Continuing on in my current obsession of Ernest Hemingway…
A Moveable Feast is a collection of short stories and sketches from Hemingway’s time in Paris as a young man in the ’20’s. It gives a lot of insight to his life at that time: his relationship with his first wife, Hadley, his friends (and enemies) from the time, and with work and writing.
Here are the things I loved about ‘A Moveable Feast’.
Chapter 22, On Writing in the First Person:
“When you first start writing stories in the first person, if the stories are made so real that people believe them, the people reading them nearly always think the stories really happened to you. That is natural because while you were making them up you had to make them happen to the person who was telling them. If you do this sucessfully enough, you make the person who is reading them believe that the things happened to him too. If you can do this you are beginning to get what you are trying for, which is to mke something that will become part of the reader’s experience and part of his memory. There must be things that he did not notice when he read the story or the novel, which, without his knowing it, enter into his memory and experience so that they are part of his life. This is not easy to do.” (Hemingway, Kindle Location 2524-30)
Seriously? SERIOUSLY.. he’s amazing. That’s all I can say.
Chapter 23, Secret Pleasures.
I loved this entire sketch, because it discusses a time in life when he and Hadley were very happy and very much in love. Even though he later destroyed the relationship, it’s nice to read about one of the happier times in his life. The main plot of the sketch is that he and Hadley decided to grow their hair to the same length; she cut hers, he was growing his.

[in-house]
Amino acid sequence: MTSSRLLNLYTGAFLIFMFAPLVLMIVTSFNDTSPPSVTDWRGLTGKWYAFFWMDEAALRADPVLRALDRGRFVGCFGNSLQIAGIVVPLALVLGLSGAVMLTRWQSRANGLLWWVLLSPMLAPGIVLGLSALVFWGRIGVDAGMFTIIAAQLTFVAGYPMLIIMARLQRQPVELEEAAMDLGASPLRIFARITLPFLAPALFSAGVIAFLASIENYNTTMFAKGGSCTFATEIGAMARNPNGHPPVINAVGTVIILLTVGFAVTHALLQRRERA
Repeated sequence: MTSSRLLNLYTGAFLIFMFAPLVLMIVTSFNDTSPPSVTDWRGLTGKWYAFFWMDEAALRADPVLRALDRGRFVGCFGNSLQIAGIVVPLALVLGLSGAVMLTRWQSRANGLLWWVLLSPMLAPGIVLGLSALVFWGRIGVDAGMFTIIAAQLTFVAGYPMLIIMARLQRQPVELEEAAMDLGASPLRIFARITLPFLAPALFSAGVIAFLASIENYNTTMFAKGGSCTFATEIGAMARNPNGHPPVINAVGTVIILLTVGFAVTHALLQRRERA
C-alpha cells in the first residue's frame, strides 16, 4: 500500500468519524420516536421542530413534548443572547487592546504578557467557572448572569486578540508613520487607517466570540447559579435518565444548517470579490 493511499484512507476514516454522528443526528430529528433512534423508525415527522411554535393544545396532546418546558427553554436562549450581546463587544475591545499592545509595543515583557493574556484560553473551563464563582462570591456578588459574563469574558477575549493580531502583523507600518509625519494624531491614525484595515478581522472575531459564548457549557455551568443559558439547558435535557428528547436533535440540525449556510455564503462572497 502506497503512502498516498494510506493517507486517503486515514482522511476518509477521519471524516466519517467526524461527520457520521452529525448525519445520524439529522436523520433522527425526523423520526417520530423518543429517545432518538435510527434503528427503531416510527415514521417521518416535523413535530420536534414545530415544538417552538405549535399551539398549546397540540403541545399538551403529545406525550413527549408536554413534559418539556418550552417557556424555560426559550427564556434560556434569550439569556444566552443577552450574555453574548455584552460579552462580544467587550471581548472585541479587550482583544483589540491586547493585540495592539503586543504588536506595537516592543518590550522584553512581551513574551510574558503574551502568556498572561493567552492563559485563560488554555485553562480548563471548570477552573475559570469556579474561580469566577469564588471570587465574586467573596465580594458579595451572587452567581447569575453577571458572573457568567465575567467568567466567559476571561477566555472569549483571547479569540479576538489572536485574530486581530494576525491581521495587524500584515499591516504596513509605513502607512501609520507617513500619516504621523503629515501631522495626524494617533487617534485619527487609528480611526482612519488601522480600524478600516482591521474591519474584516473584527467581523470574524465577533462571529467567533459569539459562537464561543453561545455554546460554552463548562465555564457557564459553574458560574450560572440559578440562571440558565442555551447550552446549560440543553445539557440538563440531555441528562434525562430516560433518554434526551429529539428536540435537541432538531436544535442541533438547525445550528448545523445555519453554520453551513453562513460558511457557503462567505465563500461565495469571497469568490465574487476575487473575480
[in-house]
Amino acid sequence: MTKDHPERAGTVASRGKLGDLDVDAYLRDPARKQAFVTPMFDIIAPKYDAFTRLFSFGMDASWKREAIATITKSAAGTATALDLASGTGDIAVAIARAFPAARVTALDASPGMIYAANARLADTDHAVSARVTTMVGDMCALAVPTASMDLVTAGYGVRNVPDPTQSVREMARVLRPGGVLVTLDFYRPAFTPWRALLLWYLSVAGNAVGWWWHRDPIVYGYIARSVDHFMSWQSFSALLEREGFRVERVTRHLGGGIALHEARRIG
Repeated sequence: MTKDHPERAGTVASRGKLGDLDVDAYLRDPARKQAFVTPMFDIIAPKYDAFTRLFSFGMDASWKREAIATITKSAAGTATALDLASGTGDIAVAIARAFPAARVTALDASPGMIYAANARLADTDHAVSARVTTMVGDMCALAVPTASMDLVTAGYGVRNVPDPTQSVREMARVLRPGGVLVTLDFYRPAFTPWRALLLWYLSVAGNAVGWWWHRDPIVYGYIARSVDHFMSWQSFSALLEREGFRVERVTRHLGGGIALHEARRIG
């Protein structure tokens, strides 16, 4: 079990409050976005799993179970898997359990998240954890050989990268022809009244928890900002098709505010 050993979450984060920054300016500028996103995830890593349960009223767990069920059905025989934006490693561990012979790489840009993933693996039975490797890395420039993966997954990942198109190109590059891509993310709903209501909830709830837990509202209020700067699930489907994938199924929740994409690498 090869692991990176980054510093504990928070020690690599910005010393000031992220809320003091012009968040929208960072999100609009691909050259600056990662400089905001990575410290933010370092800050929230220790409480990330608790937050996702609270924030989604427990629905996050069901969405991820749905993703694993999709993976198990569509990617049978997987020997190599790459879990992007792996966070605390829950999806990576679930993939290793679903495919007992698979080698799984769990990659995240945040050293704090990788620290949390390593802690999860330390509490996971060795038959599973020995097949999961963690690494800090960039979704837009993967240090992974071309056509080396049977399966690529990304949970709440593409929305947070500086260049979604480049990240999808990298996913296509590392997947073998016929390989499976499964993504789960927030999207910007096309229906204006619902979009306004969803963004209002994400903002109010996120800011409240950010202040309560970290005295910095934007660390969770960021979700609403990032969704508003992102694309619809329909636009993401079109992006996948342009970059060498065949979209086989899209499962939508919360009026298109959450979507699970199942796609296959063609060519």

“Our pleasures, which were those of being in love, were as simple and still as mysterious and complicated as a simple mathematical formula that can mean all happiness or can mean the end of the world” (Hemingway, Kindle Location 2565-67)
“We sat and she said something secret and I said something secret back.” (Hemingway, Kindle Location 2598-99)
Also, Chapter 17, 18, 19- Scott Fitzgerald, Hawks Do Not Share, and A Matter of Measurements
Just like I love Hemingway, I love Fitzgerald. These chapters discuss his relationship with Scott, his relationship with Zelda, and interestingly his observations on Scott and Zelda’s relationship. Super fascinating.
Anyway, I hope you all know that this isn’t supposed to be some type of serious, critical book review. These are just the things that get me to geek out while reading, and the things I’m thinking about when I’m strolling through the streets of whatever city I happen to be in. And maybe if you’re stuck in a reading rut you’ll want to read some of these and feel the magic that I did.